185 Marlborough was designed by Peabody and Stearns, architects, and built in 1884-1885 by Andrew Anderson, carpenter, and D. Connery & Co., masons, for dry goods merchant Edward Sturgis Grew and his wife, Annie Crawford (Clark) Grew. He is shown as the owner on the original building permit application, dated March 27, 1884.
The house was designed to complement 183 Marlborough designed by Peabody and Stearns and built two years earlier. While different in almost every detail, the massing and arrangement of the façades creates a unified effect, aided by similar (but not identical) balustrades.
Edward Grew purchased the land for 185 Marlborough on November 23, 1883, from the heirs of James Lawrence. It had been part of a larger parcel owned by James Lawrence that he and Thomas Jefferson Coolidge had purchased on May 31, 1872, from the Commonwealth of Massachusetts (T. Jefferson Coolidge sold his interest in the land to James Lawrence on December 28, 1872). The lot purchased by Edward Grew was 32 feet wide. He had his home built on the eastern 30 feet, and sold the western 2 feet on January 28, 1884, to Edward Galloupe, who combined it with a 25 foot lot. It remained vacant until 1906 when 189 Marlborough was built.
Click here for an index to the deeds for 185 Marlborough, and click here for further information about the land between the north side of Marlborough and Alley 418, from Dartmouth to Exeter.
By the 1885-1886 winter season, Edward and Annie (Clark) Grew had made 185 Marlborough their home. They previously had lived at 132 Marlborough. They also maintained a home, All Oaks, in Manchester.
On June 16, 1886, Edward Grew transferred 185 Marlborough into his wife’s name.
The Grews three surviving sons — Randolph Clark Grew, Henry Sturgis Grew, II, and Joseph Clark Grew — lived with them.
Joseph Clark Grew joined the US diplomatic corps in 1904 and served in Cairo. He married in October of 1905 to Alice de Vermandois Perry. He subsequently served in various diplomatic posts, including as ambassador to Denmark and to Switzerland, Under Secretary of State in the Coolidge administration, ambassador to Turkey, ambassador to Japan at the time of Pearl Harbor, and again Under Secretary of State in the Roosevelt administration.
Edward and Annie Grew appear to have separated in about 1911. Annie Grew and Randolph Clark Grew, a stockbroker, continued to live at 185 Marlborough, and Edward Grew lived in Manchester. During the 1912-1913 winter season, he also lived at the Copley Plaza Hotel, and during the 1913-1914 season at 447 Beacon. He died in Manchester in January of 1916.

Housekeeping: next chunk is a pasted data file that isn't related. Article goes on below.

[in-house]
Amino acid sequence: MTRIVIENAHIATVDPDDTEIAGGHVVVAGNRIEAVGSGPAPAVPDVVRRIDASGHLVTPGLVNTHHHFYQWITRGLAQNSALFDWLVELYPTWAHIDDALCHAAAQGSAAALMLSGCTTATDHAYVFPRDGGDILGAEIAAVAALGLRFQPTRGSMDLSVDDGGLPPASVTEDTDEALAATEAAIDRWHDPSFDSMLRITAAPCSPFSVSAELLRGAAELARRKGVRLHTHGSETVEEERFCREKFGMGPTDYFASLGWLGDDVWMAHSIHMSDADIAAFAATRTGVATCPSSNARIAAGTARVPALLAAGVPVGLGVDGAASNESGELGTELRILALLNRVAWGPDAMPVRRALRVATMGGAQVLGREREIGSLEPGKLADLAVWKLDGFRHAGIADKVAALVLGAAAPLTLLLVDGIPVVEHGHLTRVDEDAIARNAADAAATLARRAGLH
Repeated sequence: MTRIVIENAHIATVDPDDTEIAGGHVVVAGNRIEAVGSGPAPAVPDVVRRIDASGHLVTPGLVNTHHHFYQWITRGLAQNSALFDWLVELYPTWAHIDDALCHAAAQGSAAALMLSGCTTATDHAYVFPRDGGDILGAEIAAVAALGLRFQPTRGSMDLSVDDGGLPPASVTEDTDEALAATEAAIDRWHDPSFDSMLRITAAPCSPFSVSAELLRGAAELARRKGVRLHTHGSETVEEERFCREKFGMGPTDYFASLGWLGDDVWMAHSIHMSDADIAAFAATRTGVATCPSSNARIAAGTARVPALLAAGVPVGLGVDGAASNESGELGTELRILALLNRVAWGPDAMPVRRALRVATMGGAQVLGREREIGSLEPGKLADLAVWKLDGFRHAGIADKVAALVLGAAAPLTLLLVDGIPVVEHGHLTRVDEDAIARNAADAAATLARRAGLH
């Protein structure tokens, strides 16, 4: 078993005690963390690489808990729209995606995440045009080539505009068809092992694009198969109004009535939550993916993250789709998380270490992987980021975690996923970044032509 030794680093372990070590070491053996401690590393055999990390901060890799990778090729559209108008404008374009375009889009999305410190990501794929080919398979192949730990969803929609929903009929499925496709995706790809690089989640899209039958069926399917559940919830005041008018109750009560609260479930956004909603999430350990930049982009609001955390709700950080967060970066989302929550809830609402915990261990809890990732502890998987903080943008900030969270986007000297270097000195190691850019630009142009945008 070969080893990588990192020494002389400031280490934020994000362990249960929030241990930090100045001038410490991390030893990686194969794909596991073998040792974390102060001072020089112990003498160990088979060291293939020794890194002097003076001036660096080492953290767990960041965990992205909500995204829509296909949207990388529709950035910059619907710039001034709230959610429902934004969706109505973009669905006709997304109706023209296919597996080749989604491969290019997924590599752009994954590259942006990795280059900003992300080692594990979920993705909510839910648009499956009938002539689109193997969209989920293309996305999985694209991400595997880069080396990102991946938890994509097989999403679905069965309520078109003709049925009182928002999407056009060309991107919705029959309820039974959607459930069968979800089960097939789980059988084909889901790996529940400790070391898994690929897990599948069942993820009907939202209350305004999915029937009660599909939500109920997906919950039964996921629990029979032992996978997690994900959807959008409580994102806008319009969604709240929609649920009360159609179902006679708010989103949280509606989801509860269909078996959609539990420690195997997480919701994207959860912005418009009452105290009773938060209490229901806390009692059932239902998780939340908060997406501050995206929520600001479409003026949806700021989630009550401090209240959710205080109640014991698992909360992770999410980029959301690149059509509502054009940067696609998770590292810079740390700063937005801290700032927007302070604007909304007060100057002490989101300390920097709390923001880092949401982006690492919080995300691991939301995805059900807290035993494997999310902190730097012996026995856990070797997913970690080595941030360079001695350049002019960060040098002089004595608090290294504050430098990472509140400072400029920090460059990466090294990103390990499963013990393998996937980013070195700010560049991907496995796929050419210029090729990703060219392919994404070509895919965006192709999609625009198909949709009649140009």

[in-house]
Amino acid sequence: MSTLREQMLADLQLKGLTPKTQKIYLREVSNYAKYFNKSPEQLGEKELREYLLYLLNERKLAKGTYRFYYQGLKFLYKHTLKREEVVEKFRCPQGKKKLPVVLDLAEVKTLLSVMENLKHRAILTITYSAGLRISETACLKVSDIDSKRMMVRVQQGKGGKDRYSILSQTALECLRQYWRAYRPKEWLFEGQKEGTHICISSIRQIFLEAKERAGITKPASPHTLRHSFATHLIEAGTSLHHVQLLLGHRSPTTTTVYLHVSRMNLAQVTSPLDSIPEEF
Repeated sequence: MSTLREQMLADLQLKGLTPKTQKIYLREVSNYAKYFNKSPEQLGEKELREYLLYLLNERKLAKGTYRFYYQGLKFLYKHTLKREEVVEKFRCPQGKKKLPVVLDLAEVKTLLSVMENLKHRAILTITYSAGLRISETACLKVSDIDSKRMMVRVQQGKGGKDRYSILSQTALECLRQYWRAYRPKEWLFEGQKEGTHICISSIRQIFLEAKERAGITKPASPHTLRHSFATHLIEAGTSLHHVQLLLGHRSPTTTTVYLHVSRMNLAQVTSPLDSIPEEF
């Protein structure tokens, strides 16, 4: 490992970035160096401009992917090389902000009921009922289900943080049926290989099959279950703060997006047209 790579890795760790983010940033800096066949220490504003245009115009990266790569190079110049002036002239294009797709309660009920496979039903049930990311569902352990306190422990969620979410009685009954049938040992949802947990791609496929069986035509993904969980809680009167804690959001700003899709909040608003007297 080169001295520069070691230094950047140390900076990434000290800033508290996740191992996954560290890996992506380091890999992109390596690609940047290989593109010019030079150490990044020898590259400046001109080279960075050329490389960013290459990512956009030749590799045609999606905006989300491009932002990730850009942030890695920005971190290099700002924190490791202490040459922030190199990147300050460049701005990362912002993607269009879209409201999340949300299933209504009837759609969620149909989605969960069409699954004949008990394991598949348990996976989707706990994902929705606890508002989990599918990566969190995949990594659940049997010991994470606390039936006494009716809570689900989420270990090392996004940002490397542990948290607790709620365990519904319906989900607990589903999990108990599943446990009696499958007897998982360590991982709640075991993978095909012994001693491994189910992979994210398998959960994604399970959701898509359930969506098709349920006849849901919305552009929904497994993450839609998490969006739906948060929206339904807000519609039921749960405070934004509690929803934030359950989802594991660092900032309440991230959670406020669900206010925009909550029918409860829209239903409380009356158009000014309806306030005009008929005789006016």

Annie Grew continued to live at 185 Marlborough until her death in November of 1924. 1n her will, she left 185 Marlborough to Randolph Grew, who continued to live there.
Randolph Grew married in May of 1928 to Helen (Jones) Coffin, the former wife of Milton Tristram Coffin. After their marriage, they lived at 185 Marlborough and also maintained a home in Manchester. Helen Grew’s daughter by her prior marriage, Eugenie, lived with them and took the name Grew. In December of 1934, she was the target of a kidnapping threat.
Eugenie Grew continued to live with Randolph and Helen Grew until her marriage in August of 1937 to Alexander Cochrane. After their marriage, they lived at 87 Pinckney.
On February 8, 1950, 185 Marlborough was purchased from Randolph Grew’s estate by Michael (Max) Lilly of the Lilly Construction Company. He also owned 183 Marlborough.
In December of 1949, prior to taking title to 185 Marlborugh, he had filed for (and subsequently received) permission to convert 185 Marlborough from a single-family dwelling into nine apartments. He filed an identical application for 183 Marlborough on the same day.
On April 30, 1951, Michael Lilly transferred 183 Marlborough to 183 Marlboro, Inc., and 185 Marlborough to 185 Marlboro, Inc. Michael Lilly was treasurer of both companies. On September 26, 1958, the two companies transferred the properties to his brother, David Lilly.
On November 3, 1958, 183 Marlborough and 185 Marlborough were acquired by the Chesterfield Realty Corp., of which real estate dealer Edward Swartz was president.
On March 3, 1969, Chesterfield Realty transferred 185 Marlborough to Edward Swartz and his brother, Robert Swartz, as trustees of the Chesterfield Realty Trust.
Edward Swartz died in May of 1972, and on November 15, 1872, Robert Swartz, as surviving trustee of the Chesterfield Realty Trust, transferred 185 Marlborough to a trust established under his will.
On May 3, 2007, 185 Marlborough was purchased from the trust by the 185 Marlborough LLC (Michael D. Durand, president). On February 27, 2008, it filed for (and subsequently received) permission to convert the property from ten to five apartments.
On July 31, 2009, 185 Marlborough LLC converted the apartments into five condominium units, the 185 Marlborough Street Condominium.